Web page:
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News digest 29 January 2015

News digest 29 January 2015

29 January 2015

It’s a transport themed start to the digest with news that London’s bus network will once again come to halt in the dispute over pay disparities after another three days of strike action was announced for the 5, 13 and 16 February. Unite regional officer Wayne King said: “We have been working tirelessly in our efforts to bring the employers to the table to discuss a solution to this dispute. "We firmly believe that there is a simple solution to be had but sadly the refusal by the operators to engage in collective talks is risking the inevitable disruption that strike action will bring to passengers. Bus passengers pay one fare, so why don’t bus drivers get paid the same rate for doing the same job?” The Sun’s coverage sums it up simply as “Bus stop”, it’s time for London’s bus operators to see sense. 

From buses to rail and the national network is creaking, the FT has a piece looking at the lack of impact of some £25 billion of infrastructure spending with the result that the public backs renationalisation, the FT argues ‘what has gone wrong?’ but surely nationalisation is the best approach. And that could help to do something about the rip off prices as many papers report that rail prices are rising at treble the rate of inflation, so state subsidies and higher prices go into profiteers’ pockets not the network…

From trebles to doubles and the Mirror reports that welfare cuts will be twice as bad as what the government has admitted, although the Telegraph reports that the benefits bill has actually not been cut as the rise in paying pensions and housing benefit [which goes to the landlords remember] has cancelled out cuts on the poorest and most in need. And talking of need the Mirror also highlights the latest row over the NHS [and no that does not mean Labour sniping from ‘Tory collaborator’ Alan Milburn although he is mentioned by the paper], but the fact that not only have there been changes to the way ‘major incidents’ are declared it seems that means staff are now being gagged. Solidarity to the NHS staff striking in Northern Ireland…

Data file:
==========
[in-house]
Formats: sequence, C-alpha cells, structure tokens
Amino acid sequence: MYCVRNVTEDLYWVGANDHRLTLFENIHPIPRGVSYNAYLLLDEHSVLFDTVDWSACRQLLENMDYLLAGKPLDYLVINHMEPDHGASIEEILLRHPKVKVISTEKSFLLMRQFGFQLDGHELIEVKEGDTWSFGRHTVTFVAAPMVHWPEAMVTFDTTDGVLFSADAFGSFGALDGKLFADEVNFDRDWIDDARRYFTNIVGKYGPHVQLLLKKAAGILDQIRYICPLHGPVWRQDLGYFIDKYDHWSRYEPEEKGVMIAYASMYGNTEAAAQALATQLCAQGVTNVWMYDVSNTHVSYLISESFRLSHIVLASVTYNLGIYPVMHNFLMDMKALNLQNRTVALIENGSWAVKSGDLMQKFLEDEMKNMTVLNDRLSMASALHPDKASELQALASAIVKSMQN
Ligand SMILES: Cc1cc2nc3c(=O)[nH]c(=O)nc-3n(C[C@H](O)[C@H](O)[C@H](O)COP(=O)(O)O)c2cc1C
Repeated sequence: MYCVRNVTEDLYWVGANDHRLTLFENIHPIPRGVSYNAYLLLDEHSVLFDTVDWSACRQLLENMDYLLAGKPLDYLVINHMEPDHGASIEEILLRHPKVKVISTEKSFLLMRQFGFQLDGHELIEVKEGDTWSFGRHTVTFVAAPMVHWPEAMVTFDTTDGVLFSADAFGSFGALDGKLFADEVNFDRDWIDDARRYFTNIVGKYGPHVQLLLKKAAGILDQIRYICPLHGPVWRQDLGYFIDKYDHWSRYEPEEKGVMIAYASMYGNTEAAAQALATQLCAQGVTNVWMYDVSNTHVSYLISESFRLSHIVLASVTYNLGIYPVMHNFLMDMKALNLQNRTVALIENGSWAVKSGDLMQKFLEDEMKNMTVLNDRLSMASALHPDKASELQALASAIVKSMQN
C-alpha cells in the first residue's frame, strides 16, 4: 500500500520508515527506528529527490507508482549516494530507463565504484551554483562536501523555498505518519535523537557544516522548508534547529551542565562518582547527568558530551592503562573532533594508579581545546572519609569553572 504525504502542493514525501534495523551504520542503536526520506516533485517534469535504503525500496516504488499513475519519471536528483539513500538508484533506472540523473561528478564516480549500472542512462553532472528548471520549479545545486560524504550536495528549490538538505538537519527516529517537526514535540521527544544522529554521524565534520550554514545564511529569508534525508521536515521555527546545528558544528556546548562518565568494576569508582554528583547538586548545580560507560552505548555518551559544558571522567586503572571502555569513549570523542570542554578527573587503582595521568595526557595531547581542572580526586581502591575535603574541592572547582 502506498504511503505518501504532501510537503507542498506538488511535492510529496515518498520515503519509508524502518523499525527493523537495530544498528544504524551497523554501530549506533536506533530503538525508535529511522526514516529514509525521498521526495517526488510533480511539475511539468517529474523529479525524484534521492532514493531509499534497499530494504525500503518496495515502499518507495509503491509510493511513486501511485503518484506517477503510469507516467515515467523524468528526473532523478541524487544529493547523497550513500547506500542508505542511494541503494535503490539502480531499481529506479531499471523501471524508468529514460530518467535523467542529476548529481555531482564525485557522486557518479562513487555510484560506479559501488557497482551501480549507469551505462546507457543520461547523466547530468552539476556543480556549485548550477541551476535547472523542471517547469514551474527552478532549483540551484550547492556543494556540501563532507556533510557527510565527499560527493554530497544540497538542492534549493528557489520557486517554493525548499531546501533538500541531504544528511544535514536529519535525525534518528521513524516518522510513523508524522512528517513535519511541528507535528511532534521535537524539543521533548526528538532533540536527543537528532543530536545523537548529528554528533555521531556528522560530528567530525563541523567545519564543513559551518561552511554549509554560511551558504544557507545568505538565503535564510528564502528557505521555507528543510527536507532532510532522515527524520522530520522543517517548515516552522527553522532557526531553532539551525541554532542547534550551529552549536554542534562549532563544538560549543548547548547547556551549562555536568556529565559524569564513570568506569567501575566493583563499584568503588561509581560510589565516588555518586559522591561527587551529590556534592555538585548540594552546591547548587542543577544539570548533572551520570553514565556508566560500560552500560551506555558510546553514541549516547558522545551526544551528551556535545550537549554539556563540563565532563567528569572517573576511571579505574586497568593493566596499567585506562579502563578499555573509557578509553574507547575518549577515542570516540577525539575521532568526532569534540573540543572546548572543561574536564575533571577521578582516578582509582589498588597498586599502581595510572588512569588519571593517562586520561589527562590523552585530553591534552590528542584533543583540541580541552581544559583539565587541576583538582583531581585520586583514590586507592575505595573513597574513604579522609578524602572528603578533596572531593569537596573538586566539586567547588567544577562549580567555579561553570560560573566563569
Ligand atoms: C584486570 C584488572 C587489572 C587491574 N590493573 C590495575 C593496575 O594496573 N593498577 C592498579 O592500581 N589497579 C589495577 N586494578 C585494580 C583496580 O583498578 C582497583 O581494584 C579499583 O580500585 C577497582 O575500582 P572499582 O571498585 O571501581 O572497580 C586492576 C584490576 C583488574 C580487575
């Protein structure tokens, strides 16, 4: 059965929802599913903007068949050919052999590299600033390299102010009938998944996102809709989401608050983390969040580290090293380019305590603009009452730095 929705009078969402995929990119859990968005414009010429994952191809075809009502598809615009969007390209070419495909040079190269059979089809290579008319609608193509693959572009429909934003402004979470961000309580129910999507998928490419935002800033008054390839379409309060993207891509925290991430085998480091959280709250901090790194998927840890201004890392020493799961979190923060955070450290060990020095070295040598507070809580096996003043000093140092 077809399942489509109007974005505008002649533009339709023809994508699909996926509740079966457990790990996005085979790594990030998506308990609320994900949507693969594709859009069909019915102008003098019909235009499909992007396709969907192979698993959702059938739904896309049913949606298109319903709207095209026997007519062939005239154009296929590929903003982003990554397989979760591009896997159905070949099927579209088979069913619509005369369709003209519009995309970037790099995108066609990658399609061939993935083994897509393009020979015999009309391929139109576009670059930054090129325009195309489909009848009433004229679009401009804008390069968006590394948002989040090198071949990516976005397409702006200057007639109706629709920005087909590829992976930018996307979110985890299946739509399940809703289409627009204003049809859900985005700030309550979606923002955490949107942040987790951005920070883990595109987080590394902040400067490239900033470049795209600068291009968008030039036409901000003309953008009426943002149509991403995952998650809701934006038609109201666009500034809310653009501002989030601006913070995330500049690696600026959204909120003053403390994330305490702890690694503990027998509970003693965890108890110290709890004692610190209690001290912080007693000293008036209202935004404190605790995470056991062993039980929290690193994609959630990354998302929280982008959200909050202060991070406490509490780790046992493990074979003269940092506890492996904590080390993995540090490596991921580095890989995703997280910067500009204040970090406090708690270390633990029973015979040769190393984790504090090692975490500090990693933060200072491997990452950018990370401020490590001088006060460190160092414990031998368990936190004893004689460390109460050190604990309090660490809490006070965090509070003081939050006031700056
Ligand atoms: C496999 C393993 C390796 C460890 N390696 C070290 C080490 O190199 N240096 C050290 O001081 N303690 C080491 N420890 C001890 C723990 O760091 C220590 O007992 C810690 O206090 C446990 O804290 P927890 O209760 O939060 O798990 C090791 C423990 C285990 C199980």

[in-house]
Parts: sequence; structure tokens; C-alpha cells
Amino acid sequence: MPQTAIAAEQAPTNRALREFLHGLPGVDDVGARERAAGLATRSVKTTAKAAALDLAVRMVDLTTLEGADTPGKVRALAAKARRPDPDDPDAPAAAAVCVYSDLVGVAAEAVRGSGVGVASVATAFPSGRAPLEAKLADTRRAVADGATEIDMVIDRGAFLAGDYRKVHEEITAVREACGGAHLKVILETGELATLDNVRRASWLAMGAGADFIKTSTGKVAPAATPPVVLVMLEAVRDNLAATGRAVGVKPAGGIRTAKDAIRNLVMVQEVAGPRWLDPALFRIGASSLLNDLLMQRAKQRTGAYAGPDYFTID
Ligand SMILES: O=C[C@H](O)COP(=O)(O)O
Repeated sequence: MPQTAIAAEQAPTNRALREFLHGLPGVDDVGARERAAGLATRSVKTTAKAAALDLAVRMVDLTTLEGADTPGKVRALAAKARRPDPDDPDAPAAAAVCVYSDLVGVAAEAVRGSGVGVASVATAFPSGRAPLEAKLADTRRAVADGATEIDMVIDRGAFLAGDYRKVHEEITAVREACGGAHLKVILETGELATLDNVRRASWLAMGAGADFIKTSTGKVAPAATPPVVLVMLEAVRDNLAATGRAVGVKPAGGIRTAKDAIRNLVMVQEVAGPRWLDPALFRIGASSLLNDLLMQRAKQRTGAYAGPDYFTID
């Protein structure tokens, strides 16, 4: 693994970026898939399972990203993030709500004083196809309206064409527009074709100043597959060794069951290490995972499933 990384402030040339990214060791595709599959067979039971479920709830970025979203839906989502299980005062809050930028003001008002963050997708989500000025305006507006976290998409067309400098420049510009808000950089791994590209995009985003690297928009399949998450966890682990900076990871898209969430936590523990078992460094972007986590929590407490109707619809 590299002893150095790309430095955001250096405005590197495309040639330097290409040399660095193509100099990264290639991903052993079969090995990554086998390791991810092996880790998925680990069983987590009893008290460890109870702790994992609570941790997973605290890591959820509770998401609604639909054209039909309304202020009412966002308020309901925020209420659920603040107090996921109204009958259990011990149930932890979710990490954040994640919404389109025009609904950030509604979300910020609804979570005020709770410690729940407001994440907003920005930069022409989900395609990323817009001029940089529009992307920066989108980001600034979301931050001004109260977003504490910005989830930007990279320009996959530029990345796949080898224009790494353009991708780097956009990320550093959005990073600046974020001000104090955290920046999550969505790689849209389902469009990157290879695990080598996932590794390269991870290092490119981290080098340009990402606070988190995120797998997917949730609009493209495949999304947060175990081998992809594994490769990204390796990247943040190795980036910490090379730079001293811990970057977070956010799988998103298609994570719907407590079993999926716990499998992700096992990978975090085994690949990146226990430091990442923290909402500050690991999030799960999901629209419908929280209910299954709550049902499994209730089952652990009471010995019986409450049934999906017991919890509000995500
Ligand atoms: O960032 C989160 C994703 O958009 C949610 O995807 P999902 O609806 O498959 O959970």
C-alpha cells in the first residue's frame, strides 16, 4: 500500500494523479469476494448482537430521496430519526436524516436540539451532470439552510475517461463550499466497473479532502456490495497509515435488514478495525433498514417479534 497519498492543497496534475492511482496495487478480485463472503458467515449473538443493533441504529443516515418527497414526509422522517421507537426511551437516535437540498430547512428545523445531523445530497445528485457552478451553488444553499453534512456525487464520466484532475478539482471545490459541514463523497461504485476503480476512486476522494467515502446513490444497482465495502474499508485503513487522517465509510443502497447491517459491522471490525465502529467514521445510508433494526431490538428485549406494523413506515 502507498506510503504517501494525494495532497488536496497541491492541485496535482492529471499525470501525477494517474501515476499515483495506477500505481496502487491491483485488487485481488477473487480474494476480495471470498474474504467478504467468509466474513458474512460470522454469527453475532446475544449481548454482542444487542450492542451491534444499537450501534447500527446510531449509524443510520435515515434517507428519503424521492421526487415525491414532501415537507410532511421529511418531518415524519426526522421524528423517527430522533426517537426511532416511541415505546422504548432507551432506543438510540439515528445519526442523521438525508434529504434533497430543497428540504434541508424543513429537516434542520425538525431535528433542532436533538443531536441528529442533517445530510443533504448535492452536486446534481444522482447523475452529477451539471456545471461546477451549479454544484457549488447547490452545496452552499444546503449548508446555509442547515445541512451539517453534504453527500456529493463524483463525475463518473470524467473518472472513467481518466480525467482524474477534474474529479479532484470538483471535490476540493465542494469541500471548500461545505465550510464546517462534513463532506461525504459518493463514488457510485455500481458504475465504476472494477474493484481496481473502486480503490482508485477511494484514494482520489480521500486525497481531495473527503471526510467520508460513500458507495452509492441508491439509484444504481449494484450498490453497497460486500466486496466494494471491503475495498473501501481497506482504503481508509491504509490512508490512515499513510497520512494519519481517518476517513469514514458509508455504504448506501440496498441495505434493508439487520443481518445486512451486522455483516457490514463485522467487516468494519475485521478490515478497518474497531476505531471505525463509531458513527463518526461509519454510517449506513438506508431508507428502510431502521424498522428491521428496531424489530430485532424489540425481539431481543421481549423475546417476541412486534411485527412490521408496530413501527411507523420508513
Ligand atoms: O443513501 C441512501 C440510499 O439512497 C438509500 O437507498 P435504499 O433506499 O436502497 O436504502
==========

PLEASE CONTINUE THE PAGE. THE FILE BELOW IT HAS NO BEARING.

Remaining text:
And chancellor George Osborne may want to gag the Bank of England governor Mark Carney who has come out against austerity [admittedly only in the eurozone – but it’s s start]. There’s still also comprehensive coverage of the Syriza victory in Greece. The right seems frightened so have a number of attack pieces, but both the Guardian and Morning Star show how Syriza’s rise to power was driven by hope, let’s hope others learn the lesson of that message…

Edited by Mik Sabiers

  Morning Star

  Daily Mirror

  Sun (no links all stories now behind paywall)

  • Benefit bashing story (p1/4-5)
  • Bus stop (p2) – Unite cited
  • Anger at Mili’s Sinn Fein talks (p4)
  • Qatar buys Canary Wharf (p47)
  • Severn’s bills cut (p47)

  Express

  Mail

  Times (no links all stories behind paywall)

  • Bank chief condemns austerity (p1)
  • Stop the sniping, start uniting Kinnock tells warring Labour (p9)
  • Voters happier than ever with the NHS (p15)
  • Holyrood blocks fracking (p23)
  • Greece is another false dawn for the left – David Aaronovitch (p25)
  • Nick Clegg is the unsung hero of our time – Tim Montgomerie (p27)
  • Markets panic over Greek default (p37)
  • Tesco closes 43 stores (p40)
  • Shell commits $11bn to Iraqi project (p44)

  Indie

  Guardian

  Telegraph

  FT (no links all stories behind paywall)

  • Greek banks battered (p1)
  • Carney urges common eurozone policies (p2)
  • Report crime online to save time, says May (p2)
  • Labour grandees take Miliband to task over NHS (p2)
  • Finance delays hit scrutiny of Hinkley Point project (p3)
  • Railways stuck in transit (p4)
  • Mixed messages for Britain’s central bankers – Chris Giles (p11)
  • Canary Wharf sold (p15)
  • Apple sky high (p17)
  • Tesco jobs axed (p20)

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